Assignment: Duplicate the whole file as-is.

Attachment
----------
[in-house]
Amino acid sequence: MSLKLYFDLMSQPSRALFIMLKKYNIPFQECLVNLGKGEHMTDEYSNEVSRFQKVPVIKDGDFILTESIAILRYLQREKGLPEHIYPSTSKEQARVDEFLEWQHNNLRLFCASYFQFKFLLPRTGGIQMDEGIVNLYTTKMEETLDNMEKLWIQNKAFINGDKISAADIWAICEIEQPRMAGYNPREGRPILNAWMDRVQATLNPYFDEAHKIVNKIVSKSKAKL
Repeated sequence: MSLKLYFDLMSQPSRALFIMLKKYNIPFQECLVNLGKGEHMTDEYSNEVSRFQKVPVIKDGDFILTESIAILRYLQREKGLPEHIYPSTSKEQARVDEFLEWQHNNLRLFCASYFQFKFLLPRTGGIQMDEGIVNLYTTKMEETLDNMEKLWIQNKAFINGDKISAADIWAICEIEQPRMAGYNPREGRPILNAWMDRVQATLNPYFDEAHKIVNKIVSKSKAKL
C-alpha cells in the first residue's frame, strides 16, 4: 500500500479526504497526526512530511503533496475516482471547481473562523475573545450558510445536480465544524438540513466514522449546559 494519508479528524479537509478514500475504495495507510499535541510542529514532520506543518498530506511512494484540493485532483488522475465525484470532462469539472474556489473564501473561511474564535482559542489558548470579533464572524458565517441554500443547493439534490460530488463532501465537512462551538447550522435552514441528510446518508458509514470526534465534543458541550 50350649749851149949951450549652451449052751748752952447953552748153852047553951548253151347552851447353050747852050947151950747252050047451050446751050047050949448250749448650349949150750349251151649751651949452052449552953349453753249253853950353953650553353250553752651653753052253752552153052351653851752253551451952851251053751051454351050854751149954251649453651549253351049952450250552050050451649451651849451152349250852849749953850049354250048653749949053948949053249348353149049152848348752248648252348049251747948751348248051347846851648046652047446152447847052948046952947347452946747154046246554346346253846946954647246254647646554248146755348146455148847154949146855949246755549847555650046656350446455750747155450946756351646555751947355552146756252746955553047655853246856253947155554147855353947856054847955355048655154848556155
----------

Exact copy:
[in-house]
Amino acid sequence: MSLKLYFDLMSQPSRALFIMLKKYNIPFQECLVNLGKGEHMTDEYSNEVSRFQKVPVIKDGDFILTESIAILRYLQREKGLPEHIYPSTSKEQARVDEFLEWQHNNLRLFCASYFQFKFLLPRTGGIQMDEGIVNLYTTKMEETLDNMEKLWIQNKAFINGDKISAADIWAICEIEQPRMAGYNPREGRPILNAWMDRVQATLNPYFDEAHKIVNKIVSKSKAKL
Repeated sequence: MSLKLYFDLMSQPSRALFIMLKKYNIPFQECLVNLGKGEHMTDEYSNEVSRFQKVPVIKDGDFILTESIAILRYLQREKGLPEHIYPSTSKEQARVDEFLEWQHNNLRLFCASYFQFKFLLPRTGGIQMDEGIVNLYTTKMEETLDNMEKLWIQNKAFINGDKISAADIWAICEIEQPRMAGYNPREGRPILNAWMDRVQATLNPYFDEAHKIVNKIVSKSKAKL
C-alpha cells in the first residue's frame, strides 16, 4: 500500500479526504497526526512530511503533496475516482471547481473562523475573545450558510445536480465544524438540513466514522449546559 494519508479528524479537509478514500475504495495507510499535541510542529514532520506543518498530506511512494484540493485532483488522475465525484470532462469539472474556489473564501473561511474564535482559542489558548470579533464572524458565517441554500443547493439534490460530488463532501465537512462551538447550522435552514441528510446518508458509514470526534465534543458541550 50350649749851149949951450549652451449052751748752952447953552748153852047553951548253151347552851447353050747852050947151950747252050047451050446751050047050949448250749448650349949150750349251151649751651949452052449552953349453753249253853950353953650553353250553752651653753052253752552153052351653851752253551451952851251053751051454351050854751149954251649453651549253351049952450250552050050451649451651849451152349250852849749953850049354250048653749949053948949053249348353149049152848348752248648252348049251747948751348248051347846851648046652047446152447847052948046952947347452946747154046246554346346253846946954647246254647646554248146755348146455148847154949146855949246755549847555650046656350446455750747155450946756351646555751947355552146756252746955553047655853246856253947155554147855353947856054847955355048655154848556155